If you're heading south from Sierra City, ignore the PCT trailhead on Hwy 49 and look for the Wild Plum Campground signs instead. There was so much snow (at 4300') this year that we had to park on residential streets before crossing the North Yuba River. Aside from a huge barking dog circling us while we slept near the car, it appears the locals don't mind parking here (no signs).
DeLorme's Street Atlas software shows roads the TOPO! software does not, but does not show the trails... and neither seem to have all the stuff you'll encounter on the ground. It's a confusing jumble mostly related to campgrounds and hydroelectric dams, but not too hard to navigate if you watch your compass. We walked right past a PCT junction on snowmobile tracks, but lost no time since there was another road that went back to the trail further up the hill.A GPS is a good idea, with Hal The Luddite even asking for the occasional location check as we turned and twisted around open streams, cliffs, and trees.
From about 5000' on, we could find no sign of the trail. LOTS of snow this year! We lost the trail near a bridge across Miller Creek that had 3' hand rails and over 5' of snow in the middle. An exciting crossing, on skis, climbing a pile of snow higher than it was wide while looking down 15' at the stream. From there we sort of headed for the east rim of the canyon, plowing through some close trees and very glad to have climbing skins. Further up the drainage, at around 6000', we kept getting pushed east by small cliffs and dense trees, and wound up doing a little extra distance getting to Bear Valley.
Jackson Reservoir was a welcome sight, in spite of the snowmobile tracks across it. We finally were out of the trees and knew just where we were. There was plenty of snow on a perfectly flat ice crust, so we skied a mile across the 6100' lake (about 20 minutes) and headed up the road toward the saddle north of English Mtn. We miscommunicated on fuel, and only had 11 ounces for 2 people and 2 nights, so melting snow for drinking water was going to cut our trip short or force us into cold dinners. Fortunately, we found a spring. Unfortunately, there was 7' of overhanging snow on the banks of the tiny stream. I shoveled a ramp down the side while Hal worked on the tent, and we soon had iodized water warming in our sleeping bags. Overnight low was 33 degrees.
Sunday was as clear as Saturday, a welcome sight after months of El Nino's weather tantrums. We skied the (snowmobile-packed) road toward Jackson Lake, then cut cross country to the northern ridge of English, climbing with skins once we got on the ridge proper. The trees are well spaced and there was no brush showing through the heavy snowpack, so we stayed right on the ridge until several hundred feet below the summit where the west slope steepened and the ridge was small (but bare) cliffs. We kicked steps the last 200', where an ice axe would have been nice but not absolutely required, and stood on the summit at 10:30am. It was not windy, and warm enough for my summer-weight polypro with a wind layer! Hal felt guilty about calling THIS a winter climb, but after Adams and Excelsior (clouds and cold wind) I was ready for the change. Now it's spring but (according to the calendar) THEN it was winter.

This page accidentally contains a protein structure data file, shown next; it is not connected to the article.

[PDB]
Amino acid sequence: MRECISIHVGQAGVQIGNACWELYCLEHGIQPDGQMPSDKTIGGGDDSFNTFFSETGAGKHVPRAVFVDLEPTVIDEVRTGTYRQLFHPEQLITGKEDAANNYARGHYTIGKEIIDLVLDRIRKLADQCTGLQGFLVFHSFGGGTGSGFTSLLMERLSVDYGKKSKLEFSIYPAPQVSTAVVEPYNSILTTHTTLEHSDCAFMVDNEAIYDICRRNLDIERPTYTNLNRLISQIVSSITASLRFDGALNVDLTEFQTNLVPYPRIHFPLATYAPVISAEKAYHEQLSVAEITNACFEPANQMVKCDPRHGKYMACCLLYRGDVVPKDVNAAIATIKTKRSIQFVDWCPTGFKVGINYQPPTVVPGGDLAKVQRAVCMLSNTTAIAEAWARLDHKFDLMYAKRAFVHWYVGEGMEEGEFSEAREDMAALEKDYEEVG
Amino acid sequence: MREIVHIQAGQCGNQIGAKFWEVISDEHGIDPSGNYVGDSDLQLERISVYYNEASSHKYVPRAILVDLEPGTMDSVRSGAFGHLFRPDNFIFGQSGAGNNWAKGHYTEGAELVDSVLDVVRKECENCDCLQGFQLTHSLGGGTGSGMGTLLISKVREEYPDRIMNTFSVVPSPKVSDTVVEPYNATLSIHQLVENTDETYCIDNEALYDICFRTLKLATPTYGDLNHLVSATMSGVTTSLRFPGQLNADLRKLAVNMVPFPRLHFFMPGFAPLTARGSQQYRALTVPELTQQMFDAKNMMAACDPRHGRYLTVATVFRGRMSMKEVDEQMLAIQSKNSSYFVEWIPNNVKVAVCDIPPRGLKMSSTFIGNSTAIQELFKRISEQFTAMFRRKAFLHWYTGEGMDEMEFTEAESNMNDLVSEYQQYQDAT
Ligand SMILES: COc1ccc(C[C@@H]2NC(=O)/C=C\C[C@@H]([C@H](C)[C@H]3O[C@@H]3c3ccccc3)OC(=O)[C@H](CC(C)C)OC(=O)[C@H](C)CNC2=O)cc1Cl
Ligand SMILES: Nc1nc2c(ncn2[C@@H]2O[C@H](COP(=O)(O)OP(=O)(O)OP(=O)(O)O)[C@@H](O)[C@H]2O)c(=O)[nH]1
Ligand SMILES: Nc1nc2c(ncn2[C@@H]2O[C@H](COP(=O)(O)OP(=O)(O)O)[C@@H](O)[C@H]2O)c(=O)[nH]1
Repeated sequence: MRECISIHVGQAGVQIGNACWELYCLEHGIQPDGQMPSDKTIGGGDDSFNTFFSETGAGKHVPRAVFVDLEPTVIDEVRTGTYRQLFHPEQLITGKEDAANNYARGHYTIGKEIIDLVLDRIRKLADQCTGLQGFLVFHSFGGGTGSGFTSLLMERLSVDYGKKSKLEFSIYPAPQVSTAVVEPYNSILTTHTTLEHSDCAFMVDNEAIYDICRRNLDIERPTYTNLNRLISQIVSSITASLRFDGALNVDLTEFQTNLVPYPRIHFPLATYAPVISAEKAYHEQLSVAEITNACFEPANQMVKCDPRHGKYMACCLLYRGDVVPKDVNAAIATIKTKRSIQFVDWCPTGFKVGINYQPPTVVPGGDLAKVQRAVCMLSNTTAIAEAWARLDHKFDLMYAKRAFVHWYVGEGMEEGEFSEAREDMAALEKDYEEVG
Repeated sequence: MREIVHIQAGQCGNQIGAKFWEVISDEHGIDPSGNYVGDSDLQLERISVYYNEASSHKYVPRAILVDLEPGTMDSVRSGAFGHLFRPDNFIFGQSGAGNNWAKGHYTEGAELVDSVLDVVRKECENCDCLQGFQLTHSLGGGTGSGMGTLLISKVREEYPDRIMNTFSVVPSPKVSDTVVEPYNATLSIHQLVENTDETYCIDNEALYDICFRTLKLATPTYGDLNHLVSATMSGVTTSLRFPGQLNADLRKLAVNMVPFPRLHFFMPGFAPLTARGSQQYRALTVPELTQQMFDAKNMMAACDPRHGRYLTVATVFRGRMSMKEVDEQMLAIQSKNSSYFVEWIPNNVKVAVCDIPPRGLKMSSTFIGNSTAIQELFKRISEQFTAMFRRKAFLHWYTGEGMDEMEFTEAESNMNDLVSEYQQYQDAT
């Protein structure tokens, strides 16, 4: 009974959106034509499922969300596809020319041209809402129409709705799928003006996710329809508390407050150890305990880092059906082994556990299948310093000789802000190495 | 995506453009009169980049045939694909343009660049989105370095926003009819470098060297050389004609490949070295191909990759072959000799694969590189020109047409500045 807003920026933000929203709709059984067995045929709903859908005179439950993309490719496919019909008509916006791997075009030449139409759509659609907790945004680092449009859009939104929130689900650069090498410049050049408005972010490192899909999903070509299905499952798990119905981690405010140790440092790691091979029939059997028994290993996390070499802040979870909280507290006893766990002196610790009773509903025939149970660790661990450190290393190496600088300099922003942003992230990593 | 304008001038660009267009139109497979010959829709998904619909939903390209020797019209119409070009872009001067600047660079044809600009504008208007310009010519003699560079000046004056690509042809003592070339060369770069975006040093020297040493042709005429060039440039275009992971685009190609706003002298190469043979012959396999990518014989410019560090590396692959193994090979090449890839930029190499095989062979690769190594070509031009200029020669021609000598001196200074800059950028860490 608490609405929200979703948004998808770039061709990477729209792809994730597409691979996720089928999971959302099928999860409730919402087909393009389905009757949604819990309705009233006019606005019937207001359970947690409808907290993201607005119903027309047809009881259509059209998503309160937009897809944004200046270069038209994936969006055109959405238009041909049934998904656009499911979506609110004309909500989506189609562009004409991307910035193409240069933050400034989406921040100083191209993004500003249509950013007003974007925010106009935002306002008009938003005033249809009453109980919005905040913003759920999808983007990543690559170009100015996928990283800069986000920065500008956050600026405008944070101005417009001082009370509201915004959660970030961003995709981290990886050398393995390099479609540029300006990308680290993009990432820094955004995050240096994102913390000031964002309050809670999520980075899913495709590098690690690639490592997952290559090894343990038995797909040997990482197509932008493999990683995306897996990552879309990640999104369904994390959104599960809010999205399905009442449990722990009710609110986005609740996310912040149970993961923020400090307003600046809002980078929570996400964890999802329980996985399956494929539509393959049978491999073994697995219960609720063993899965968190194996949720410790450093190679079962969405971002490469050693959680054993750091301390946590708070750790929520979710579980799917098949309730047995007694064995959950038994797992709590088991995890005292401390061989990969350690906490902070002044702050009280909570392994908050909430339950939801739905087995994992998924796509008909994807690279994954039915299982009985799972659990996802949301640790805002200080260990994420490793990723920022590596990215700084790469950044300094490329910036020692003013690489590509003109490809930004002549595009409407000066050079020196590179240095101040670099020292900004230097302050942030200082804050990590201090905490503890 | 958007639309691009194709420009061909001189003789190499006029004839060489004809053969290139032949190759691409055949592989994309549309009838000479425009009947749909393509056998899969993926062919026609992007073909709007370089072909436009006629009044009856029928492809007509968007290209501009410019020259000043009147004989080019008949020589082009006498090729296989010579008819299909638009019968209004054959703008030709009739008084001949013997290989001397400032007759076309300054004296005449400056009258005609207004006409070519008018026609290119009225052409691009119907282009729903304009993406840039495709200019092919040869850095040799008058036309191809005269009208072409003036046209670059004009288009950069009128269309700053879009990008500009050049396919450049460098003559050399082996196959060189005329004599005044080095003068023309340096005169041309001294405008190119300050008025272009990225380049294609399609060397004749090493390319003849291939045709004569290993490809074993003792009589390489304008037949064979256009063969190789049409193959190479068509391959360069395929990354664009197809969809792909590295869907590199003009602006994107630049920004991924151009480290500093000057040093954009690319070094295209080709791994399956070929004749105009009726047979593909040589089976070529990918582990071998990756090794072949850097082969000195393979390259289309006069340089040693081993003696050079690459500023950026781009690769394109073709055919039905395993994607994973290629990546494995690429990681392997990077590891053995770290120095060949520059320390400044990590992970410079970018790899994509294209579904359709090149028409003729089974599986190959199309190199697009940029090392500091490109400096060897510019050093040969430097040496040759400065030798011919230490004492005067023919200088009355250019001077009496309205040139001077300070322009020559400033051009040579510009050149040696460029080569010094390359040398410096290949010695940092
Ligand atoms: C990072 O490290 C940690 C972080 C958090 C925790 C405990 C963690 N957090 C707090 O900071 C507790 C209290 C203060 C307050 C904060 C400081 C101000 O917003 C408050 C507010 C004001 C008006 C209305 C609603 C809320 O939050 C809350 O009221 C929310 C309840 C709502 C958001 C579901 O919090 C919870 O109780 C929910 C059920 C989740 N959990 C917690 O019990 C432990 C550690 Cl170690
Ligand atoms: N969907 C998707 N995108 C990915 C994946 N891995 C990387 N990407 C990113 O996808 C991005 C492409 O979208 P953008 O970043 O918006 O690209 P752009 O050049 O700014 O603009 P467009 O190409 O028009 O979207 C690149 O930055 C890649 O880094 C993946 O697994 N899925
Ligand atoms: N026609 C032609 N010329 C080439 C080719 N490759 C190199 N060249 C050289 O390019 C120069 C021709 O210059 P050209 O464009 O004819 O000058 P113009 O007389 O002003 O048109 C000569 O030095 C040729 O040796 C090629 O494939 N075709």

The view was amazing. From Lassen to Round Top (and maybe further south) we saw a sea of white peaks on forested hills. There were miles- long cornices on little ridges that probably have little snow during a normal winter. The snowmobile tracks on hills and lakes kept us from truly feeling like we were in the wilderness, but then again there was no evidence of any other travelers along the PCT or to the peak. If there is a register, it's buried in the snowcap. I have no idea what this peak is like in the summer, but the winter view is well worth the 2.5 day trip to get there on skis (better skiers might do it comfortably in 2 days, we could not). These SPS List peaks really ARE worth climbing!
Returning to camp, we skied back across the reservoir and down to 6100' hoping to avoid some icy crust in the morning. Surprise! It rained in the wee hours of the morning, and the snow was slush the next day. Soaked from brushing wet trees and one or two short sprinkles, we moved steadily downhill in mid-40 degree temperatures and dried as the sun shone off and on. We were back at the car around noon, and drove home through Truckee (40 miles longer than through Grass Valley, but no road construction and the same drive time).
There is a Sno Park at Yuba Pass, 10-15 miles east of Sierra City and several thousand feet higher elevation. The east side of the pass has much less snow, and I-80 was bare at the elevation where we saw 4-6' of snow along Hwy 49.